At times calling into question the morality of the issue, many asked where 1,700 homeless people would go if their tents and items were taken away.

Mayor Joe Gunter argued that allowing people to live in squalor also does not meet the moral obligation of the city, which is to provide a safe community.

Callihan added that there is going to be ongoing conversation with the homeless and service providers as the ordinance goes into effect and the city continues to try to identify housing projects, including one already projected to be in Chinatown.

Several members of the public questioned the thousands of dollars that the city invested into the Forbes AgTech Summit earlier this year when they believe those funds should have gone toward issues like homelessness in the city. City Manager Ray Corpuz brought up that the city has committed $1.46 million to various endeavors mean to alleviate the issue.

Callihan also added that the city’s obligation is toward health and safety of the entire community and not just some.

However many homeless advocates, including Rita Acosta, said that the city should instead consider a managed homeless camp.

Members of the Salinas Downtown Community Board, such as Marilyn Dorman, said that she strongly opposed adopting the ordinance as written and instead wanted clarification of how it would be applied and other issues.

At one point, a young boy who said he was homeless began to cry as he described the stress the ordinance would cause and pleaded for a second chance. Others brought up Salinas’ own John Steinbeck and his advocacy for the “common man.”

Jill Allen, development director for Franciscan Workers of Junipero Serra, which runs Dorothy’s Kitchen, said she was concerned about homeless service providers’ ability to assist the chronically homeless if they are “being pushed out of Chinatown” and advocated for seeking alternatives.

City officials said that several items of concern regarding the ordinance were already addressed with the Coalition of Homeless Service Providers while drafting the ordinance, and there will be ongoing discussions with the Coalition on how best to implement it.

Salinas Assistant Public Work Director Don Reynolds has said some of the history of the ordinance began earlier this year when a complaint to the city was submitted about people camping in the alley behind the Buddhist Temple and about 30 bags of human waste reportedly dumped into a minister’s backyard in the area.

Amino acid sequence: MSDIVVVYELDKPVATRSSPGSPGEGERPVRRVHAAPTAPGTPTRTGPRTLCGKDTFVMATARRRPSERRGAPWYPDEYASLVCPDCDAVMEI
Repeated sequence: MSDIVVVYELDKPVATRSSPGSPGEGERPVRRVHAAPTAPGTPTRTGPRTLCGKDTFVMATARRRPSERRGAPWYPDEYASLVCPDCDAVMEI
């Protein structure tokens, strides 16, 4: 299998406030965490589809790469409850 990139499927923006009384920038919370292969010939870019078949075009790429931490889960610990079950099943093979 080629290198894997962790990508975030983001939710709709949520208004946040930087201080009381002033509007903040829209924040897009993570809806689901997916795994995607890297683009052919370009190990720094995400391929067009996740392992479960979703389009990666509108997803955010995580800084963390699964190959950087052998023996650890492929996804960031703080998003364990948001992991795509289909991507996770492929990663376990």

As city staff talked about the issue, it began to look at a process already used in San Jose and Seattle for removing personal property.

Two town hall meetings were held by California State University, Monterey Bay students who work in the area to get feedback from residents, Reynolds has said, and there were also meetings with homeless service providers.

Before the vote Tuesday, several council members spoke about the sensitivity of the issue, the need for compassion, and their concerns for health and safety. Councilman Tony Barrera revealed that he was homeless himself for several months and lived at Victory Mission.

Though he said it was a difficult decision for him, Barrera said he was concerned about what would happen if someone lost their life in the existing conditions of the homeless in the city.

Councilwoman Gloria De La Rosa said she used to be a service provider in Chinatown and also knows many of the homeless there. She advocated for county officials to be more proactive on providing assessments and referrals of homeless and said that while the community needs to work together on the homeless issue, she represents other citizens such as families she’s trying to encourage to walk in the parks now affected by homeless camps.

In the end, the ordinance passed with only Castañeda dissenting.Now approved, the ordinance will go into effect in 30 days, and then a request for proposals will go out to contractors to do the removal.

Housing Resource Center Opens New Offices

Housing Resource Center opens new offices

Growing nonprofit Housing Resource Center of Monterey County opened new offices on Thursday